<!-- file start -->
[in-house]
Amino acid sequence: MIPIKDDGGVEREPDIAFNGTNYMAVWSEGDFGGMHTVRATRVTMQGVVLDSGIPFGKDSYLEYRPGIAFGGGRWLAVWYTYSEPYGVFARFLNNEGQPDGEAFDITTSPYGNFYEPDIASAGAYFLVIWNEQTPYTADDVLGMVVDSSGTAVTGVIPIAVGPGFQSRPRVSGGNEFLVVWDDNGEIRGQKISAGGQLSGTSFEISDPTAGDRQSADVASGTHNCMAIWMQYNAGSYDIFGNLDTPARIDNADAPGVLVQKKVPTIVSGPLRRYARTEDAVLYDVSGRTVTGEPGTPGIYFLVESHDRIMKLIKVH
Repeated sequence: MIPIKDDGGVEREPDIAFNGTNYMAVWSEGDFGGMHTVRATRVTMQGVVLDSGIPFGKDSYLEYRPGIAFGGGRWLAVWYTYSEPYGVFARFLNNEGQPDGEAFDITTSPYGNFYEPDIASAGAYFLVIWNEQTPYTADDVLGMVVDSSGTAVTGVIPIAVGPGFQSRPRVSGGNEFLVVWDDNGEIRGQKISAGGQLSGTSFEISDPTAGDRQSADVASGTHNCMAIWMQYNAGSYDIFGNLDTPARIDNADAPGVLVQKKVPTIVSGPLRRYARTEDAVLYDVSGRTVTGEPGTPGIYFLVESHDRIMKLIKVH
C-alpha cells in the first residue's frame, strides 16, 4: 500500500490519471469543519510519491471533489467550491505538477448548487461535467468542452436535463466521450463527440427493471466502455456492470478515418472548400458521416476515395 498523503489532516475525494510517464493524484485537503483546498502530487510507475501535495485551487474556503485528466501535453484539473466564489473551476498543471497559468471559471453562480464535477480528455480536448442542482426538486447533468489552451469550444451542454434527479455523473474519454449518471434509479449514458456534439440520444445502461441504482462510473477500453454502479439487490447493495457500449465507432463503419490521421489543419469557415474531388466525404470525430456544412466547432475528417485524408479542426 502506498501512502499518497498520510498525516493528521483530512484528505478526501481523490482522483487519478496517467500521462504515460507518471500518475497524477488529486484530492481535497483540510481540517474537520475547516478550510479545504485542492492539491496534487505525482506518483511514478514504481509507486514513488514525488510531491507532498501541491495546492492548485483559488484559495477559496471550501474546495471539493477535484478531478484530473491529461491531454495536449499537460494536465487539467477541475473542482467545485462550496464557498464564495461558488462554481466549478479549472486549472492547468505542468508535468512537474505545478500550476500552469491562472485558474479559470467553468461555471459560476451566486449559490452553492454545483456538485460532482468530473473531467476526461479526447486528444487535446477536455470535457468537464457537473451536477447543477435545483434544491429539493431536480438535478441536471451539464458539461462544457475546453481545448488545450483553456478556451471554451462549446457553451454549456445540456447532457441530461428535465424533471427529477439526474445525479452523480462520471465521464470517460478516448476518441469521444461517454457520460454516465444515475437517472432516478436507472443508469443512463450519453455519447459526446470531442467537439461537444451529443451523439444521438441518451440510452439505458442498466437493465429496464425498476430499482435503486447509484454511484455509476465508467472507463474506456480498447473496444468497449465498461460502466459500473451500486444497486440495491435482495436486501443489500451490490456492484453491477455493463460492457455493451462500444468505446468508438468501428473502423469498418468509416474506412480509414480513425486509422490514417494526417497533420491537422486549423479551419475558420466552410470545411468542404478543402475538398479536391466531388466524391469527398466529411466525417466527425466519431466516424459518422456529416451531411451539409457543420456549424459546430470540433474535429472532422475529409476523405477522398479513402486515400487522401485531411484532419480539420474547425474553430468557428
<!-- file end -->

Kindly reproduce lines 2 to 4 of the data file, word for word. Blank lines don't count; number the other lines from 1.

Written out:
Amino acid sequence: MIPIKDDGGVEREPDIAFNGTNYMAVWSEGDFGGMHTVRATRVTMQGVVLDSGIPFGKDSYLEYRPGIAFGGGRWLAVWYTYSEPYGVFARFLNNEGQPDGEAFDITTSPYGNFYEPDIASAGAYFLVIWNEQTPYTADDVLGMVVDSSGTAVTGVIPIAVGPGFQSRPRVSGGNEFLVVWDDNGEIRGQKISAGGQLSGTSFEISDPTAGDRQSADVASGTHNCMAIWMQYNAGSYDIFGNLDTPARIDNADAPGVLVQKKVPTIVSGPLRRYARTEDAVLYDVSGRTVTGEPGTPGIYFLVESHDRIMKLIKVH
Repeated sequence: MIPIKDDGGVEREPDIAFNGTNYMAVWSEGDFGGMHTVRATRVTMQGVVLDSGIPFGKDSYLEYRPGIAFGGGRWLAVWYTYSEPYGVFARFLNNEGQPDGEAFDITTSPYGNFYEPDIASAGAYFLVIWNEQTPYTADDVLGMVVDSSGTAVTGVIPIAVGPGFQSRPRVSGGNEFLVVWDDNGEIRGQKISAGGQLSGTSFEISDPTAGDRQSADVASGTHNCMAIWMQYNAGSYDIFGNLDTPARIDNADAPGVLVQKKVPTIVSGPLRRYARTEDAVLYDVSGRTVTGEPGTPGIYFLVESHDRIMKLIKVH
C-alpha cells in the first residue's frame, strides 16, 4: 500500500490519471469543519510519491471533489467550491505538477448548487461535467468542452436535463466521450463527440427493471466502455456492470478515418472548400458521416476515395 498523503489532516475525494510517464493524484485537503483546498502530487510507475501535495485551487474556503485528466501535453484539473466564489473551476498543471497559468471559471453562480464535477480528455480536448442542482426538486447533468489552451469550444451542454434527479455523473474519454449518471434509479449514458456534439440520444445502461441504482462510473477500453454502479439487490447493495457500449465507432463503419490521421489543419469557415474531388466525404470525430456544412466547432475528417485524408479542426 502506498501512502499518497498520510498525516493528521483530512484528505478526501481523490482522483487519478496517467500521462504515460507518471500518475497524477488529486484530492481535497483540510481540517474537520475547516478550510479545504485542492492539491496534487505525482506518483511514478514504481509507486514513488514525488510531491507532498501541491495546492492548485483559488484559495477559496471550501474546495471539493477535484478531478484530473491529461491531454495536449499537460494536465487539467477541475473542482467545485462550496464557498464564495461558488462554481466549478479549472486549472492547468505542468508535468512537474505545478500550476500552469491562472485558474479559470467553468461555471459560476451566486449559490452553492454545483456538485460532482468530473473531467476526461479526447486528444487535446477536455470535457468537464457537473451536477447543477435545483434544491429539493431536480438535478441536471451539464458539461462544457475546453481545448488545450483553456478556451471554451462549446457553451454549456445540456447532457441530461428535465424533471427529477439526474445525479452523480462520471465521464470517460478516448476518441469521444461517454457520460454516465444515475437517472432516478436507472443508469443512463450519453455519447459526446470531442467537439461537444451529443451523439444521438441518451440510452439505458442498466437493465429496464425498476430499482435503486447509484454511484455509476465508467472507463474506456480498447473496444468497449465498461460502466459500473451500486444497486440495491435482495436486501443489500451490490456492484453491477455493463460492457455493451462500444468505446468508438468501428473502423469498418468509416474506412480509414480513425486509422490514417494526417497533420491537422486549423479551419475558420466552410470545411468542404478543402475538398479536391466531388466524391469527398466529411466525417466527425466519431466516424459518422456529416451531411451539409457543420456549424459546430470540433474535429472532422475529409476523405477522398479513402486515400487522401485531411484532419480539420474547425474553430468557428